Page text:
Next, Hefner gave his presentation and he spoke to Hamer’s concerns, saying that he understood the desire to keep the Pine Street area in District 2 but that greater concerns existed, like the potential for delaying the election, and that Plan E gave District 3 the highest percentage of minority population out of all other plans.

“I hesitate to send the Department of Justice a plan that has 56 percent (black population in District 3, per Plan F) when we have one (Plan E) that meets the criteria with 57 percent. One thing that they have done this census is draw their own plan,” Hefner said

“My recommendation is that the council consider Plan E. It brings us the minority numbers that we need. We’re moving fewer people. There will be less confusion,” he said.

With Plan E, about 400 people would move into District 3, but with Plan F, about 600 people would move into District 3.

Plan E “represents as good of a balance as we can get,” Hefner said.

District 5 councilman Louis Tamporello asked Hefner for confirmation that he thought that Plan E had the best chance of acceptance from the Department of Justice, and Hefner quickly gave him a “yes” answer.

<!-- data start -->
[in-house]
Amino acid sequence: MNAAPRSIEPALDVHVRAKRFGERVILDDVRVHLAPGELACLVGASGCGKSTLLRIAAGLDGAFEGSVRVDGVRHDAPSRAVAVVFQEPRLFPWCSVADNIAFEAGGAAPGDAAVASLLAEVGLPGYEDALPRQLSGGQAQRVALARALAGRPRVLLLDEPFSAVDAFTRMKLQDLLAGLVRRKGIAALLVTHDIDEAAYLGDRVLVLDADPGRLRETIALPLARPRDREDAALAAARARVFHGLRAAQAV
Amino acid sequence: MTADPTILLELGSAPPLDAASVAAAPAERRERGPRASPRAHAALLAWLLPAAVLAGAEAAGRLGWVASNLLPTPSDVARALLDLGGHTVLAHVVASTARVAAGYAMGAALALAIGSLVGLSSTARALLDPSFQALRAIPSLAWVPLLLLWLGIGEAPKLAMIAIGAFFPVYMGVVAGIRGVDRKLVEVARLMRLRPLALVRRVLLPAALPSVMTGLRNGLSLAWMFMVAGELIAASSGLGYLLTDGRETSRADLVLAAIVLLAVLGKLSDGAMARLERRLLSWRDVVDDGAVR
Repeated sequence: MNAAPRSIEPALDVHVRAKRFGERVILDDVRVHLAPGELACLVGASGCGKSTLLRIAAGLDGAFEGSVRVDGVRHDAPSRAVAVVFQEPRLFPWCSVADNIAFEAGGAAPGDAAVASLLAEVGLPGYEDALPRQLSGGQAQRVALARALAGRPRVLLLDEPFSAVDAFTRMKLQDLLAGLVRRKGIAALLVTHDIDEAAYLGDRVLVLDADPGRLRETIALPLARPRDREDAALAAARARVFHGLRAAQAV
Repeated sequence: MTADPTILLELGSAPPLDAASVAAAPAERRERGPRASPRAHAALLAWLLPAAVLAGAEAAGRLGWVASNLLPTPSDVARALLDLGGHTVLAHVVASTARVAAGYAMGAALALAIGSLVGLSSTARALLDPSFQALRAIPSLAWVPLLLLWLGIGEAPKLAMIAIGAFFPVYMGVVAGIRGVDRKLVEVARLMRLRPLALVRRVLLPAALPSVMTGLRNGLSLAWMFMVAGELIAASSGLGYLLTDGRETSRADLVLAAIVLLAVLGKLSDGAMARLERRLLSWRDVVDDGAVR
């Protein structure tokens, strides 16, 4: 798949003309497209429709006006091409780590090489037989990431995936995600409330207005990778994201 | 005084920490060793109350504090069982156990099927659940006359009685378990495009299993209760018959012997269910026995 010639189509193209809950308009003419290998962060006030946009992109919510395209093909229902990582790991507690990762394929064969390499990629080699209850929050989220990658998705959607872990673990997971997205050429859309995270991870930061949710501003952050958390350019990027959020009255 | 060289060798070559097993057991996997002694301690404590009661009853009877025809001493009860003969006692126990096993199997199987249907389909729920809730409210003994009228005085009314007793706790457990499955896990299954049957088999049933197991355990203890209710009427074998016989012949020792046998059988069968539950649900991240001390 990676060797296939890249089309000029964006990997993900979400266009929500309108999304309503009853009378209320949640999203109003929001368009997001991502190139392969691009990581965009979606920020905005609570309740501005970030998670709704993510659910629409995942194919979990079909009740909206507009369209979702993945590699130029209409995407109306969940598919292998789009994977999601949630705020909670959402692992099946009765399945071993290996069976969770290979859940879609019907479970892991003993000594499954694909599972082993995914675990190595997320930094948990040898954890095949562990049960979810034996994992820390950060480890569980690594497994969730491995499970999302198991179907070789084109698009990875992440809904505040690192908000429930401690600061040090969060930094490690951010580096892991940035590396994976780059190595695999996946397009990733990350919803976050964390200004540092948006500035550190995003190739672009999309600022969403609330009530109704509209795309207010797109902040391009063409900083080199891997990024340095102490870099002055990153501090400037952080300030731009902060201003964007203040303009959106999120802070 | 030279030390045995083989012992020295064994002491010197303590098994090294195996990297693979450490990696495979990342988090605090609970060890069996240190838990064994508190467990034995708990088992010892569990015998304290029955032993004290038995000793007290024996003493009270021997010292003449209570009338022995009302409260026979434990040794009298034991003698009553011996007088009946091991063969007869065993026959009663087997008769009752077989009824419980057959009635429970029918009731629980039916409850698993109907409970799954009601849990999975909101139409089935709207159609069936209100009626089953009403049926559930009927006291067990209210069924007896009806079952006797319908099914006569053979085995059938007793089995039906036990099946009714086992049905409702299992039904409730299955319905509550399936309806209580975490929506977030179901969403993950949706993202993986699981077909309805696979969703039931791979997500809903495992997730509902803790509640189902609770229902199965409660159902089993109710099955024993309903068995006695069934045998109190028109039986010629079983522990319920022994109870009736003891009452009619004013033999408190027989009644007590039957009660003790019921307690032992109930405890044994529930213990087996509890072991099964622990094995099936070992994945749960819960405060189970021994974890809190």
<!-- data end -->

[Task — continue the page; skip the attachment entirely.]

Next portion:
“One of the things they (Department of Justice) ask is that copies of the plans be submitted that have been considered. So, Plan E would have to be up there. First question I’m going to get is why did they go with F instead of E. So, if I tell them that there was a preference for a particular block being in one district versus another, they’re in Washington, they don’t care.”

Plan E, Hefner said, has the ability to match the numbers from 2000 Census in District 3. He also spoke of the consequences of having to reschedule the election.

“There’s a state law that says that if you miss your scheduled election date and you have to reschedule, you have to pay 100 percent of the cost, even if the state has something on the ballot. That’s to make sure people take this seriously.”

District 3 councilman Rev. Ron Bias asked Hefner for clarification.

“So, Mike,” Bias asked, “you’re saying that even if the council and the mayor sign off on Plan F it will probably have a problem being approved by the Justice Department because you also have to submit Plan E?”

After getting another “yes” answer from Hefner, Bias decided that no further discussion was needed.

“Mayor, I make a motion that we accept Plan E,” Bias said. The motion was seconded by District 4 councilman Luke Manfre, and the council voted unanimously to approve Plan E, after which most of the general public left as the council went on to other business.